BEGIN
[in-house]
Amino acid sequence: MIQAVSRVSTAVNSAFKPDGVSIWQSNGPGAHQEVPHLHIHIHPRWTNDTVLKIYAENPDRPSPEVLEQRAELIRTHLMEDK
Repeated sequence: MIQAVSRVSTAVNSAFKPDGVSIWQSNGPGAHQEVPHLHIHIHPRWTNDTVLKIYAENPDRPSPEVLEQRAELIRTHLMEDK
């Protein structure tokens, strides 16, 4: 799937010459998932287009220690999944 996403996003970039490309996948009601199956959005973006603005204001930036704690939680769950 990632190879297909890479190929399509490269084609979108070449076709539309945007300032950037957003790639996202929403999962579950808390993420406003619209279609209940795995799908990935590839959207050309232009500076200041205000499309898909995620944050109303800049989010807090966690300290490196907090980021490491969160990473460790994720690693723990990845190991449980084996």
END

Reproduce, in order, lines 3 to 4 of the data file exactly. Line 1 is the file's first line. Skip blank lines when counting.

Repeated sequence: MIQAVSRVSTAVNSAFKPDGVSIWQSNGPGAHQEVPHLHIHIHPRWTNDTVLKIYAENPDRPSPEVLEQRAELIRTHLMEDK
């Protein structure tokens, strides 16, 4: 799937010459998932287009220690999944 996403996003970039490309996948009601199956959005973006603005204001930036704690939680769950 990632190879297909890479190929399509490269084609979108070449076709539309945007300032950037957003790639996202929403999962579950808390993420406003619209279609209940795995799908990935590839959207050309232009500076200041205000499309898909995620944050109303800049989010807090966690300290490196907090980021490491969160990473460790994720690693723990990845190991449980084996």